In the area of the Maasai Mara National Reserve, many Maasai tribespeople live as they have for hundreds of years. As we were driving to the village, we occasionally passed groups of teenage boys who were going on a four-month quest across their tribe’s section of land, sleeping outside. At the end of their journey, when they are initiated as senior boys in the tribe on their path to becoming warriors, they are circumcised and given livestock to celebrate the occasion. Upon arriving at the village, the structure and layout of the dung, electricity-free huts stand out. Surrounding the village are thick brush and bramble sticks with the exception of two places of opening and the fifty or so huts are built in a circle. When you walk out the front door of one hut, you can see the front door of every other hut in the village. We were greeted by Maasai warriors who were demonstrating the infamous Maasai jump and encourage visitors to join in with them. The chief came and greeted us and encouraged any and all questions about their way of life. He told us about how the Maasai still practice polygamy, demonstrated how they used elephant dung and a stick to create a fire, and proudly showed the lion pelt from the lion that came into his village ten years earlier that he killed. As he talked, I watched as goats and chickens came out of the huts. The chief explained that the reason for the brambles and the circular formation of the huts was to protect the community from lion attacks as the lions were scared to enter an entrapment. Likewise, the chief explained, livestock slept inside the huts next to the families to protect them from lion attacks, with only dogs sleeping outside so their barking would alert the Maasai warriors to any lion attacks. While clearly the Maasai faced daily challenges and threats that were foreign to me, other challenges that they faced were universal. While we were in Kenya in December, a time that used to never get rain, flashfloods and torrential rain came washing away cars, people and entire streets with several feet deep rushing water; effects of climate change are creating carnage in Africa. Our jeep axel broke on our journey and an entire village came out to help repair the car and weld it back together.
Away from the tiny village of the Maasai is the bustling capital of Nairobi with a metropolitan population of approximately 10 million people. While there, we splurged a bit for our special trip and stayed in the Kempinski Hotel, a popular place with world leaders such as President Barack Obama. Though expensive for Kenya, for $200 a night, this was one of the fanciest hotels where I have ever stayed featuring luxurious rooms, multiple lounges with live music, a world class spa, and their own fine dining Chinese, Italian, and Middle Eastern restaurants, the last of which had belly dancer performances. Though Maasai Mara is considered one of Africa’s premier safari parks, the six-hour journey from Nairobi may be too daunting for some people. Fortunately, the capital city has plenty to do itself with its own national park right in the heart of the city, featuring a large population of rhinos among other species. Yet, the beauty of visiting Nairobi is that as a tourist you can interact with the animals while helping them too by visiting three different parks: The Giraffe Centre, Mamba Village, and the David Sheldrick Wildlife Trust. Each of these special places is located near each other and can be visited in half a day, and all feature zoologists who have devoted their lives to saving the native species of Kenya. The Giraffe Centre, as one might assume, focuses on breeding the endangered Rothschild’s Giraffe and educating people of their plight and reintroducing the giraffes into the wild. While at the center, guests can feed the giraffes and even put a treat in their mouth to get a once-in-a-lifetime smooch! The Mamba Village, unlike the other parks, does not focus on reintroduction, but rather is a sanctuary for injured crocodiles that would not be able to survive in the wild, yet features other animals like ostriches too. At the Mamba Village, the zoologists explain the fascinating biology of these feared and misunderstood creatures. While the Mamba Village is the least visited of the parks, providing a special experience of having the place to yourself, the David Sheldrick Wildlife Trust is easily the most visited and for good reason. With a narrow window of visiting hours, hundreds of guests cram together as dozens of orphaned baby elephants parade out into a center area while their personal caretakers, which they each have, come and feed them from a bottle. If you are lucky, a baby elephant will approach a guest for a chance to be petted and provide the visitor with a cherished memory. While the elephants feast, zoologists talk about the history of the trust program, about the biology of elephants, and then go through and tell the unique story of how each elephant came into their possession. Sadly, the baby elephants were often found orphaned after their mothers were killed by poachers for ivory. The David Sheldrick Wildlife Trust seeks to educate locals and foreigners of the crime of poaching and buying unnecessary ivory trinkets, while at the same time saving these elephants in operations, raising and rehabilitating them, and then rereleasing them into the wild where they came from. While there, guests have the chance to adopt, for as low as $50, a baby elephant and receive a watercolor picture of their elephant, and receive updates on it throughout the next year, plus are invited back later in the day for a second feeding.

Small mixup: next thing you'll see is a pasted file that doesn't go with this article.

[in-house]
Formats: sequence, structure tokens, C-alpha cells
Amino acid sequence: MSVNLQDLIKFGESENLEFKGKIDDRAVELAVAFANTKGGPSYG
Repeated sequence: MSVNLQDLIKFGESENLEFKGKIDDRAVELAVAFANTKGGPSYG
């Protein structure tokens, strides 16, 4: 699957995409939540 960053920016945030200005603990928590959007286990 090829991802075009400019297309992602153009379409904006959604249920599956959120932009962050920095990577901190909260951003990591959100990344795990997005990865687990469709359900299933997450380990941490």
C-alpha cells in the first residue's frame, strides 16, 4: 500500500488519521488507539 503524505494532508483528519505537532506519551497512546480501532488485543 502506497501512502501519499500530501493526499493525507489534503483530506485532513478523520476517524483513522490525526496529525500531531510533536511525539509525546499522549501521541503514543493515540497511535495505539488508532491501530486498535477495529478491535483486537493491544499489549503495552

Feeding a baby elephant
When thinking about where to visit in Africa, do not pass up Kenya. Tourists will get more bang for their buck (and I did not even mention their other great parks and beach towns that I did not get the opportunity to visit), see incredible wildlife, learn from fascinating cultures, and will have the chance to do something good while having a memorable experience.